Digital solutions to minimize food waste
Food waste is a major challenge for society. In Sweden alone, we throw away 1.2 million tons of food every year, most of which is unnecessary. What can we do to reduce it? What is the role of packaging? Can digitalization contribute to reducing food waste? What trends do researchers see when they look to the future?
The primary task of packaging is to protect and preserve food and in essence, almost all food products that reach consumers come in packages. The protective function of packaging means that the food stays fresh longer – and this can result in reducing food waste.
“Packaging is an important means of counteracting food waste, but we have to identify which food products will profit environmentally from more packaging and which will not,” according to Katrin Molin Besch, a Ph.D. student in Packaging Logistics at the Department of Design Sciences, Lund University.
She is studying how the requirements for food packaging must to be balanced against other environmental requirements so that the total negative environmental impact is a little as possible.
“Reducing the impact of food packaging is a major challenge when we take into account other factors – like reducing food waste, and reducing the environmental impact from packaging materials and transports in the food supply chain. Companies must balance all aspects simultaneously so that the overall environmental impact is minimized,” says Ms. Besch who goes on to encourage more collaboration between research and the food industry.
“Research has an important role in developing simple methods and frameworks that can support decision makers when deciding about food packaging.”
Reduce food waste with intelligent return boxes
Food products are often transported over long distances and with several stops along the way. Repackaging and reloading occur before the products reach their final destination. Unexpected events can arise in the process for different reasons, such as changes in the product temperature.
“We can reduce food waste by getting more information about how the food is handled in the chain. Currently, the assumption is that if something goes wrong during transport, you have to throw out all the food; but many times, that is unnecessary,” says Fredrik Nilsson. He a professor in Packaging Logistics and one of the driving forces behind a research project aimed at reducing food waste using digital methods.
Digital sensors in the products’ transport packages – what are referred to as “intelligent return boxes” – send information about the status of the product to all the actors in the chain. If something deviates during the journey, the sensors alert the entire chain, from the producer to the final supplier. When the actors quickly receive information about deviations, they are able to take necessary measures so that they don’t have to discarded the food.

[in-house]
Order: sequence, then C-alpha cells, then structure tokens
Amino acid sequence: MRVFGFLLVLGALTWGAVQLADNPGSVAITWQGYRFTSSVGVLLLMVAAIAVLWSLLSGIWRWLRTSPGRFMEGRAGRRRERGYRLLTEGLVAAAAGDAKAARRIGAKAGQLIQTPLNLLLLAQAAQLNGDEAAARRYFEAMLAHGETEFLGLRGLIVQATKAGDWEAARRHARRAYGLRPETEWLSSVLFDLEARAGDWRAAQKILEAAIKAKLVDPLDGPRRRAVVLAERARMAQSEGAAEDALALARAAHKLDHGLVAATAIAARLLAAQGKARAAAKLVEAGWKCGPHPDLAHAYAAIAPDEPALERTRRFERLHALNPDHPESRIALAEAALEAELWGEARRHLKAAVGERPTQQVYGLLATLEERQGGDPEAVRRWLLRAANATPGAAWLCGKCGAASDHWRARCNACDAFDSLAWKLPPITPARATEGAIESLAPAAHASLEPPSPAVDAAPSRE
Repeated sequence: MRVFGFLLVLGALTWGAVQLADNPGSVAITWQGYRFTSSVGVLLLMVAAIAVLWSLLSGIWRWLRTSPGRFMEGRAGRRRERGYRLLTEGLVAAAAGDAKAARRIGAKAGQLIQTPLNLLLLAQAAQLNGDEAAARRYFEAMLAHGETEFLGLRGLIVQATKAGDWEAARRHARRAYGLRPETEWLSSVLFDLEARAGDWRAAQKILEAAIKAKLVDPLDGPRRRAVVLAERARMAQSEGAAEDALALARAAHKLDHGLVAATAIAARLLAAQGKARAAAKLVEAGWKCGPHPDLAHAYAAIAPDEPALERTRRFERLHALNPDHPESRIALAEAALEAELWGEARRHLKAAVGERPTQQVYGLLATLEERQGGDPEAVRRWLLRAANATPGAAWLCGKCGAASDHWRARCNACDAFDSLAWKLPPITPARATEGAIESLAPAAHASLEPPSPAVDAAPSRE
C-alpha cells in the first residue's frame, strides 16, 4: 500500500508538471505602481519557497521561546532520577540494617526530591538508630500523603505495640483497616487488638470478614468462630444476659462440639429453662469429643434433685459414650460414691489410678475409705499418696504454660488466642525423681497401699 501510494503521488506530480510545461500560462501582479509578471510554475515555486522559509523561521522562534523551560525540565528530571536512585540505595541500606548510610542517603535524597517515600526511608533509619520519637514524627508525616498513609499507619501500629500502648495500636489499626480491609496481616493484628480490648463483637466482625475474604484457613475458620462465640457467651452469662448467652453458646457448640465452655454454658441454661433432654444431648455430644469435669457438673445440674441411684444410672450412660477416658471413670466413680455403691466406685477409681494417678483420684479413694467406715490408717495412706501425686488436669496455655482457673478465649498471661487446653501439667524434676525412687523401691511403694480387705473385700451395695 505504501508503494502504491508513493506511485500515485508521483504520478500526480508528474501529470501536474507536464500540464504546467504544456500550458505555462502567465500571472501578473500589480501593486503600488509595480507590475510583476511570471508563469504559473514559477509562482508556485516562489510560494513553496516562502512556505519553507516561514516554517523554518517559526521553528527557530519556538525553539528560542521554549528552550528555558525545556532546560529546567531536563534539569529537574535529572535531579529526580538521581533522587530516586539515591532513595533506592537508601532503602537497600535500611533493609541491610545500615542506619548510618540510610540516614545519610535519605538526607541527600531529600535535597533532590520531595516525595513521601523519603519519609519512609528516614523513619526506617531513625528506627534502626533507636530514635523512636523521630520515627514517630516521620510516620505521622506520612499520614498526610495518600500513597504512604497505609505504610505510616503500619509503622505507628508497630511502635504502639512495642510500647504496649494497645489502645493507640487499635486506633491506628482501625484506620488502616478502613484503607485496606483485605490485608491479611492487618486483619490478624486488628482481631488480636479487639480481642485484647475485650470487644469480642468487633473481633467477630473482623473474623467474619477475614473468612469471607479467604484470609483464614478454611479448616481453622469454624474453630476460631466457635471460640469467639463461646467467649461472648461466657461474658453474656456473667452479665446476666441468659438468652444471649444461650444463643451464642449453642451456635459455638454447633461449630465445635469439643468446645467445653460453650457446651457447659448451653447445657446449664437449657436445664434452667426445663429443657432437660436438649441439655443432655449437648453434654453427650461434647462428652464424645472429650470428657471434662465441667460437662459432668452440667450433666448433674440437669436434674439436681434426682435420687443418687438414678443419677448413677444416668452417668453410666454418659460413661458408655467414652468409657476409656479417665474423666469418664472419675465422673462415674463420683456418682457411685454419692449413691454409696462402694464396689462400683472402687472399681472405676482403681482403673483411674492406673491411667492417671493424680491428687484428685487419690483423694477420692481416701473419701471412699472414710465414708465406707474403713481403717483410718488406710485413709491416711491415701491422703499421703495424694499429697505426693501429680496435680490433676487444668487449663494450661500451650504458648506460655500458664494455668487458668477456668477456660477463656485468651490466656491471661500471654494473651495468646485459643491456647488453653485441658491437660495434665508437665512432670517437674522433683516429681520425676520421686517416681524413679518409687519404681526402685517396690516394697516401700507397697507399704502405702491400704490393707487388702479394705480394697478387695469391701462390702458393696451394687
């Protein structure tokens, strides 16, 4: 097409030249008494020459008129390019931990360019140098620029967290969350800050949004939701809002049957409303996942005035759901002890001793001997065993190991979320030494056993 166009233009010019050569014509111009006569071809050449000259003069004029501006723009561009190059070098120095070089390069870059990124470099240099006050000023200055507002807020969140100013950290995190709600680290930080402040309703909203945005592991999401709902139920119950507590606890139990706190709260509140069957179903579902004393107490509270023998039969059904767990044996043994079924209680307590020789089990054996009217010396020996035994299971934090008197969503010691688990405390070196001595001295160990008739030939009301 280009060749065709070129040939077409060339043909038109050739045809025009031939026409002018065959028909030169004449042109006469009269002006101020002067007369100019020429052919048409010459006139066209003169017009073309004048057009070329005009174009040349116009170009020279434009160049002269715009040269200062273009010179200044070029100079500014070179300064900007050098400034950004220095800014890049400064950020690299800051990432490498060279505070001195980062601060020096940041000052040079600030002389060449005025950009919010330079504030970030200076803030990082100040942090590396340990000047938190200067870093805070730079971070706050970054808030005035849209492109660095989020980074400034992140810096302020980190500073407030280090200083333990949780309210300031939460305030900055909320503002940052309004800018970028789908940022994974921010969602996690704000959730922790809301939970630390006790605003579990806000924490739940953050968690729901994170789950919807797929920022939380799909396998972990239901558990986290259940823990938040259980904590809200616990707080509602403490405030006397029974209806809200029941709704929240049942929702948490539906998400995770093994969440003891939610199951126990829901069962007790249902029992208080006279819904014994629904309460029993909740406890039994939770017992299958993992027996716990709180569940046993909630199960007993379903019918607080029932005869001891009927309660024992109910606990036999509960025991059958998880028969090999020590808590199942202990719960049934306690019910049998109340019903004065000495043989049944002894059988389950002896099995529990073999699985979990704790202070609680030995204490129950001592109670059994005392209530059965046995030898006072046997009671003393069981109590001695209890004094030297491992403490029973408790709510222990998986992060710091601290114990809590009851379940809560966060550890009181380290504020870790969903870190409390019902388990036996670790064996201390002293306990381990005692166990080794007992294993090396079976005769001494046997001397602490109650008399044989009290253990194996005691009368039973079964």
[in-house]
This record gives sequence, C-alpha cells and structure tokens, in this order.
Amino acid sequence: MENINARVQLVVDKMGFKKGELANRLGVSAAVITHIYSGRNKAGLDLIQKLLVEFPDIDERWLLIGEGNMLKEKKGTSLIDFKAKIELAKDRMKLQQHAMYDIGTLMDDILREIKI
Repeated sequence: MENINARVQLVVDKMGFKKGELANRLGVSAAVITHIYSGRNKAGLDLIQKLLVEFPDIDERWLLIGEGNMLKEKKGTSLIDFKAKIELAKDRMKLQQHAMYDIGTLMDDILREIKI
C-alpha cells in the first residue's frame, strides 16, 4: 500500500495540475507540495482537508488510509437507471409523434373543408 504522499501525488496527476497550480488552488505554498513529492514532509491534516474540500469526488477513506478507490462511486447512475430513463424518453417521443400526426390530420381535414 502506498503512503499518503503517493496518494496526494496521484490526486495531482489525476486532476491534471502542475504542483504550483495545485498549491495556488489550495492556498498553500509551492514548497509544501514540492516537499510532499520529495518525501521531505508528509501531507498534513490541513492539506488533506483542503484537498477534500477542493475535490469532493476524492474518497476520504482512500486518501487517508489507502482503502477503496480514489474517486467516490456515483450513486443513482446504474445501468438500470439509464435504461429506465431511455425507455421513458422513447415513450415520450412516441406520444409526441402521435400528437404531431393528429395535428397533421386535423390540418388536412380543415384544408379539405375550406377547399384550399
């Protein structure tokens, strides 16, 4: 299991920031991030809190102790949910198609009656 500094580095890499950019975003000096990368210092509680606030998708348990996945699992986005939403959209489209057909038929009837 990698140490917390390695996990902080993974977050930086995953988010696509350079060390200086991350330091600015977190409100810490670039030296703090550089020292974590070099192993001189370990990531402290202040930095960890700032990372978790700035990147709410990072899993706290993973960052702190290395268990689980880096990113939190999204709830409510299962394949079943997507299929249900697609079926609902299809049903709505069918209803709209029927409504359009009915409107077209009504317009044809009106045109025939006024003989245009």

“With intelligent return boxes, we achieve a visible and open supply chain that can lead to reduced food waste and consequently, reduced carbon dioxide emissions. This means not only a lower environmental impact, but also a savings for society – a 20% reduction can save up to 15 billion Swedish crowns,” according to Fredrik Nilsson.
Improvements in the best-before date marking
Having digital sensors in return boxes is one way to reduce food waste; another is to improve the best-before date marking. Many consumers throw out good quality food because the date has passed. They sometime even throw it out before that. In most cases, the shelf life of many food products is longer than the best-before date stamped on the package, which means you don’t always have to throw it out.
“The printed best-before date has many advantages, but it is also one of the major causes of food waste,” according to Malin Göransson, Ph.D. student in Packaging Logistics.
She works with digital solutions for a more dynamic best-before date. The dynamic technology means that information on a product’s temperature and expected bacterial growth is stored digitally in a cloud function.
“A dynamic best-before date can be obtained by using microbiological calculation models that provide a better picture of the food product’s actual shelf life.”
Malin Göransson believes that digitalization will play a major role in the food industry of the future, where consumers place increasingly higher demands on products and the information that accompanies them – such as traceability, if it is locally produced or organic.
“Methods for reducing food waste and generating resource-efficient food packaging will be extremely important as we try to move towards a circular economy,” Malin Göransson states, and Katrin Molin Besch agrees:
“It will be very interesting to see how the trend towards a circular economy can affect the packaging branch in the long run. Will all food packages in the future be biodegradable? Or will food packages that can be recycled become more common again.
Text: Jessika Sellergren